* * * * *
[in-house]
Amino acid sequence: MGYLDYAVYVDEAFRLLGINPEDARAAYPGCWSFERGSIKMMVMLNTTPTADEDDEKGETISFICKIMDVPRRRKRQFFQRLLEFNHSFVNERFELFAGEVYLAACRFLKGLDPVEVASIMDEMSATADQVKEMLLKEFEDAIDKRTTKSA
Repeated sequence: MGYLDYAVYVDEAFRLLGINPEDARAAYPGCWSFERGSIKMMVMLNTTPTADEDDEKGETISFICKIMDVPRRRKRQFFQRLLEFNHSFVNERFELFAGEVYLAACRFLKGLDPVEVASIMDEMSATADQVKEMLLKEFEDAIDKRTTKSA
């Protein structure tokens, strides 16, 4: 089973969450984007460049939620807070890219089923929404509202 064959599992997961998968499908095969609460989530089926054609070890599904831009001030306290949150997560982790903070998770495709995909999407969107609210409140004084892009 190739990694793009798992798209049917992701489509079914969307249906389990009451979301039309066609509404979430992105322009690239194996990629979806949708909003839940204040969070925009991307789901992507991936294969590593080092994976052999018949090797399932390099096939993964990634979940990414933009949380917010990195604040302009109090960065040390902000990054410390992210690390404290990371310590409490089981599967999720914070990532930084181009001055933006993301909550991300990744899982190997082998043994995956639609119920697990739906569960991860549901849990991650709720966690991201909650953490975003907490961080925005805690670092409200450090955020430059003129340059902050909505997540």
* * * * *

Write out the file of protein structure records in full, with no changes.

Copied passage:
[in-house]
Amino acid sequence: MGYLDYAVYVDEAFRLLGINPEDARAAYPGCWSFERGSIKMMVMLNTTPTADEDDEKGETISFICKIMDVPRRRKRQFFQRLLEFNHSFVNERFELFAGEVYLAACRFLKGLDPVEVASIMDEMSATADQVKEMLLKEFEDAIDKRTTKSA
Repeated sequence: MGYLDYAVYVDEAFRLLGINPEDARAAYPGCWSFERGSIKMMVMLNTTPTADEDDEKGETISFICKIMDVPRRRKRQFFQRLLEFNHSFVNERFELFAGEVYLAACRFLKGLDPVEVASIMDEMSATADQVKEMLLKEFEDAIDKRTTKSA
């Protein structure tokens, strides 16, 4: 089973969450984007460049939620807070890219089923929404509202 064959599992997961998968499908095969609460989530089926054609070890599904831009001030306290949150997560982790903070998770495709995909999407969107609210409140004084892009 190739990694793009798992798209049917992701489509079914969307249906389990009451979301039309066609509404979430992105322009690239194996990629979806949708909003839940204040969070925009991307789901992507991936294969590593080092994976052999018949090797399932390099096939993964990634979940990414933009949380917010990195604040302009109090960065040390902000990054410390992210690390404290990371310590409490089981599967999720914070990532930084181009001055933006993301909550991300990744899982190997082998043994995956639609119920697990739906569960991860549901849990991650709720966690991201909650953490975003907490961080925005805690670092409200450090955020430059003129340059902050909505997540």